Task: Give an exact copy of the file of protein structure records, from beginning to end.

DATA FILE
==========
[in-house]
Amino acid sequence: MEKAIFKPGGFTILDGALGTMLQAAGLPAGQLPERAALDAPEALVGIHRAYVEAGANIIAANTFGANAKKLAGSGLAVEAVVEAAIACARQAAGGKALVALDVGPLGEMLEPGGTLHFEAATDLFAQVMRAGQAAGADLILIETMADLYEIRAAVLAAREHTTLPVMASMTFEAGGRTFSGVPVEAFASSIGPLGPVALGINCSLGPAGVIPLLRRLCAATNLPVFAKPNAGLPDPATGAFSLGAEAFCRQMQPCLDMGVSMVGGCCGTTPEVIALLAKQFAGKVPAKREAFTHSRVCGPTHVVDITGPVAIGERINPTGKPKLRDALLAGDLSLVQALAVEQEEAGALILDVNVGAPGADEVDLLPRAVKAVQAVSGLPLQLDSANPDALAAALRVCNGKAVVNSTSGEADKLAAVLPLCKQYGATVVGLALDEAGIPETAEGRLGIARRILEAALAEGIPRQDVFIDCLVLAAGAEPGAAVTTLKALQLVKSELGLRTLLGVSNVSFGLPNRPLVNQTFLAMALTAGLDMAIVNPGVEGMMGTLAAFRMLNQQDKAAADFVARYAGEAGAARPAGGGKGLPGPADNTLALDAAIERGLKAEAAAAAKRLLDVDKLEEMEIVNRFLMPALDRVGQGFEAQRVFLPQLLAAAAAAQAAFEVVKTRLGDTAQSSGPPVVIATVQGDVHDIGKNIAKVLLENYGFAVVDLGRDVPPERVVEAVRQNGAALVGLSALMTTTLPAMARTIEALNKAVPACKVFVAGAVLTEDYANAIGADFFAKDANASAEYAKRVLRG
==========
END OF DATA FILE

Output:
[in-house]
Amino acid sequence: MEKAIFKPGGFTILDGALGTMLQAAGLPAGQLPERAALDAPEALVGIHRAYVEAGANIIAANTFGANAKKLAGSGLAVEAVVEAAIACARQAAGGKALVALDVGPLGEMLEPGGTLHFEAATDLFAQVMRAGQAAGADLILIETMADLYEIRAAVLAAREHTTLPVMASMTFEAGGRTFSGVPVEAFASSIGPLGPVALGINCSLGPAGVIPLLRRLCAATNLPVFAKPNAGLPDPATGAFSLGAEAFCRQMQPCLDMGVSMVGGCCGTTPEVIALLAKQFAGKVPAKREAFTHSRVCGPTHVVDITGPVAIGERINPTGKPKLRDALLAGDLSLVQALAVEQEEAGALILDVNVGAPGADEVDLLPRAVKAVQAVSGLPLQLDSANPDALAAALRVCNGKAVVNSTSGEADKLAAVLPLCKQYGATVVGLALDEAGIPETAEGRLGIARRILEAALAEGIPRQDVFIDCLVLAAGAEPGAAVTTLKALQLVKSELGLRTLLGVSNVSFGLPNRPLVNQTFLAMALTAGLDMAIVNPGVEGMMGTLAAFRMLNQQDKAAADFVARYAGEAGAARPAGGGKGLPGPADNTLALDAAIERGLKAEAAAAAKRLLDVDKLEEMEIVNRFLMPALDRVGQGFEAQRVFLPQLLAAAAAAQAAFEVVKTRLGDTAQSSGPPVVIATVQGDVHDIGKNIAKVLLENYGFAVVDLGRDVPPERVVEAVRQNGAALVGLSALMTTTLPAMARTIEALNKAVPACKVFVAGAVLTEDYANAIGADFFAKDANASAEYAKRVLRG